The MOOC market (Massive Open Online Courses) has exploded. This month Coursera landed another $20M in funding, bringing their total investment to $63M (even more than edX‘s original $60M funding by MIT and Harvard). Why all the investment? Because this market opportunity is massive and building these online courses is expensive.
There are more than 2 billion potential learners around the world today, and more than 70% of these are unable to afford a college degree. And today a college degree is more important than ever: McKinsey believes college-educated workers will have a three-fold advantage in salaries and opportunities by 2020.
Adding to this hot market for college, there are hundreds of millions of post-secondary students and professionals who will flock to branded degree courses in a huge way. As the MOOC certification market matures these individuals will find online education more and more valuable every quarter (note below that LinkedIn is helping with this process).
While many people have commented on the low completion rates for MOOCs and even Sebastian Thrun of Udacity is unhappy with his courses’s impact, this space is poised to grow very rapidly. Even Google has put their engineering team onto the edX platform.
There are more than two billion potential students around the world and more than 70% of them cannot afford higher education at all. These folks, coupled with all the post-secondary students and professionals out there, will flock to branded degree courses in a huge way. And degree programs are coming. AT&T’s experiment with Georgia Tech and Udacity to deliver an online masters degree in computer science appears to be going well.
The MOOC vendors are trying lots of interesting things. Coursera now offers business programs from Wharton and Rice. EdX is licensing (releasing) its platform to any educational entity or government who wants to produce and distribute education. Udemy has expanded its corporate online learning offering. And the fidelity and quality of these programs is improving every day.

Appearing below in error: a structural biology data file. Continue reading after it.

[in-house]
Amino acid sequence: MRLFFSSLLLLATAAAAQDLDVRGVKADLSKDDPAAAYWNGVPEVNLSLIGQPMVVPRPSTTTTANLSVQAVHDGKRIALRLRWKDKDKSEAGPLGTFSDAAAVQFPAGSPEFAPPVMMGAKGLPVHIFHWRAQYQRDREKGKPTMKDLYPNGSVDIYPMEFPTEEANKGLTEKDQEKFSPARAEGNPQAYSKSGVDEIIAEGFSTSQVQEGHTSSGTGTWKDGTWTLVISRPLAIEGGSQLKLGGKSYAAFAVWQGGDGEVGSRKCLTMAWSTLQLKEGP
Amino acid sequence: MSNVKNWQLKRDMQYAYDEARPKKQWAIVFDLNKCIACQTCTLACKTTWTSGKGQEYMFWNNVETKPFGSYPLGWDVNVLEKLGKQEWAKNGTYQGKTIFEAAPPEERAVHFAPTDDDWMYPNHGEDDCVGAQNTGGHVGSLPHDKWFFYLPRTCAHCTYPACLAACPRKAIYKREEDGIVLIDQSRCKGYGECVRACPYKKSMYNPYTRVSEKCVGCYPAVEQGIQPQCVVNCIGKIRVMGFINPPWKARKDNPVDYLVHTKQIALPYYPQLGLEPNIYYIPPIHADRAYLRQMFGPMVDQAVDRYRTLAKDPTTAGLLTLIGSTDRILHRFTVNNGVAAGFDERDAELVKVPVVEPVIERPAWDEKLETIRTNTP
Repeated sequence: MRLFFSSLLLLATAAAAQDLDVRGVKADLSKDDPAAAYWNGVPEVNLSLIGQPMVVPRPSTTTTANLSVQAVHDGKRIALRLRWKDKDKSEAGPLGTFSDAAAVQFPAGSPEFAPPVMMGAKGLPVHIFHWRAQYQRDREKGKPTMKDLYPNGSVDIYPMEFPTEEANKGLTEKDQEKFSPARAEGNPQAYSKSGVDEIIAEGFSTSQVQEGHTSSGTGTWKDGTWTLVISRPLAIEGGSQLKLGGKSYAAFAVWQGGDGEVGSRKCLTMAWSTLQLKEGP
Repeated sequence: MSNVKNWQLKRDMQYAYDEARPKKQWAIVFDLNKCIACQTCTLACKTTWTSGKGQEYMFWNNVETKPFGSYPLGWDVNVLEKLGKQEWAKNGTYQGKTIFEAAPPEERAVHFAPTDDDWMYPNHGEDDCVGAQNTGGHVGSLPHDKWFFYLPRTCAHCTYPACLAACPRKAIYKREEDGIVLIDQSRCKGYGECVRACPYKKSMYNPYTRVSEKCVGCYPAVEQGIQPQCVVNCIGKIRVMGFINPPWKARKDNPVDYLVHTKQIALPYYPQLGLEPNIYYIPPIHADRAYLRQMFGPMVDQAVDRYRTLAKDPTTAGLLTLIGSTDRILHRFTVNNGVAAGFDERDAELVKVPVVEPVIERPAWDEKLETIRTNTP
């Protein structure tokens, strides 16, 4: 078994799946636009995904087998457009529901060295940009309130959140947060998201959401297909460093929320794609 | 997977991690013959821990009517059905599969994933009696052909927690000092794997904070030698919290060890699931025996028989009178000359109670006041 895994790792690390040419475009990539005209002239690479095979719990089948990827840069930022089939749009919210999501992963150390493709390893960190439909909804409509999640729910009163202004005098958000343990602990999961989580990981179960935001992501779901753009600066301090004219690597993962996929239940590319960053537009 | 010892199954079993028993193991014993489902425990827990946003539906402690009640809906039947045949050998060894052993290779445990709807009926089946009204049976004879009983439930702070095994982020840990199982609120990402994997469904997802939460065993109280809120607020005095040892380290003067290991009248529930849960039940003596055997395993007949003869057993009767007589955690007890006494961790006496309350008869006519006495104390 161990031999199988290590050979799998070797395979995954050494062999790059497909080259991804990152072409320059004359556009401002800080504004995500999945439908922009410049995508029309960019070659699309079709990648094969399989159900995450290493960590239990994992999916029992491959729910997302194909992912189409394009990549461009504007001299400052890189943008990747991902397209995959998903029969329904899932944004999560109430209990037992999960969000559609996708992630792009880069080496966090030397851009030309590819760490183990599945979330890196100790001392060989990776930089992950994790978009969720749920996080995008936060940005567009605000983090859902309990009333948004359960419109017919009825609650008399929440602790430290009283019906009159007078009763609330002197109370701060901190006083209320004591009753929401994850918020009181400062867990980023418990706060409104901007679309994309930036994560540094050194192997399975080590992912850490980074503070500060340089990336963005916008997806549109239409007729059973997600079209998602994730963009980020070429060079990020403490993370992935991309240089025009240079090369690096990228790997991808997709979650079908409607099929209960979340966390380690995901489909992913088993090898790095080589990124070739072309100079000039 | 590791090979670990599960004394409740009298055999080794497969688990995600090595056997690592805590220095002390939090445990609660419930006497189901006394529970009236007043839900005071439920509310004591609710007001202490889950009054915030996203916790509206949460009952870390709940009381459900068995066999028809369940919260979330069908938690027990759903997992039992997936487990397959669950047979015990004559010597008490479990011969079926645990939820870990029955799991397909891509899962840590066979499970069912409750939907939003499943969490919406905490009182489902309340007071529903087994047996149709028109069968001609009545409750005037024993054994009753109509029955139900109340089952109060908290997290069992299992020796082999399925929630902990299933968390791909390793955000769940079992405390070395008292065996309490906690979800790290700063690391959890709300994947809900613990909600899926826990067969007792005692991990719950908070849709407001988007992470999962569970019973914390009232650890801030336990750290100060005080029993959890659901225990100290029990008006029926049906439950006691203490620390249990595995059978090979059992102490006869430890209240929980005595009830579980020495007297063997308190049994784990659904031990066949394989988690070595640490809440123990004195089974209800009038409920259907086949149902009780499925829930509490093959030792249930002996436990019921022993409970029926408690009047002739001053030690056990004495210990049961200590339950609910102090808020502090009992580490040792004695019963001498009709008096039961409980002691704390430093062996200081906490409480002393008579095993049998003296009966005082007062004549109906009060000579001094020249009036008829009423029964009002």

Not to be left out, LinkedIn is jumping in too. Two weeks ago LinkedIn announced partnerships with Coursera, EdX, lynda.com, Pearson, Skillsoft, Udacity and Udemy - creating a “Direct to Profile Certifications” beta program.
This new feature could be big: imagine your online LinkedIn Resume storing all the completed courses and certifications you’ve achieved. That’s a way to really get credit for all the online education you’ve completed.
The corporate training marketplace is beginning to pick up MOOCs as well. We just surveyed our research members and more than 70% told us they are interested in exploring the use of MOOCs for corporate training. Coursera, Udacity, Udemy, and edX are all starting to license courses and their platforms to businesses and for-profit education companies, a trend which will continue to grow. For example:
Bank of America partnered with Khan Academy to create BetterMoneyHabits.com, a cobranded MOOC to educate consumers on personal finance. SAP developed the openSAP MOOC platform to educate its ecosystem of developers and partners on SAP technologies.
Yahoo is reimbursing employees for the cost of verified course-completion certificates from Coursera. Online retailer 1-800-Flowersannounced it will create an online education portal on the Udemy platform for its network of independent florists. The portal offers a mix of general business courses and custom-developed coursers on topics specific to the floral industry. Tenaris, a $10 billion manufacturer of steel pipes, has licensed edX’s software platform and course materials for its employee learning. The World Bank, International Money Fund, GE, and several major government ministries are licensing MOOC content and technologies for their constituents.
And new MOOCs are popping up. San Francisco-based NovoEd is now offering courses directly from Stanford Business School. Berlin-based iversity is offering a wide range of courses from European educational institutions.
Online training and education is certainly not new: we’ve been following this space since it started in 1998. Over the last 15 years billions of dollars have been spent on corporate e-learning, and much of it evolved into mandatory compliance training. Just as businesses learned to develop and adapt online learning for training, so will the MOOC providers learn to adapt more formal education for the video-based online experience.
Unlike traditional corporate training, MOOCs leverage world-class instructors and are taking advantage of video, collaboration, machine learning, and simulation from the start. Their platforms are focused on delivering a learning experience, not just a course catalog. Today only 30% of employers believe a MOOC course represents a valid completion – but that’s a major achievement in itself.
While this is still a young market, the demand is there and we expect it to grow exponentially in the coming years.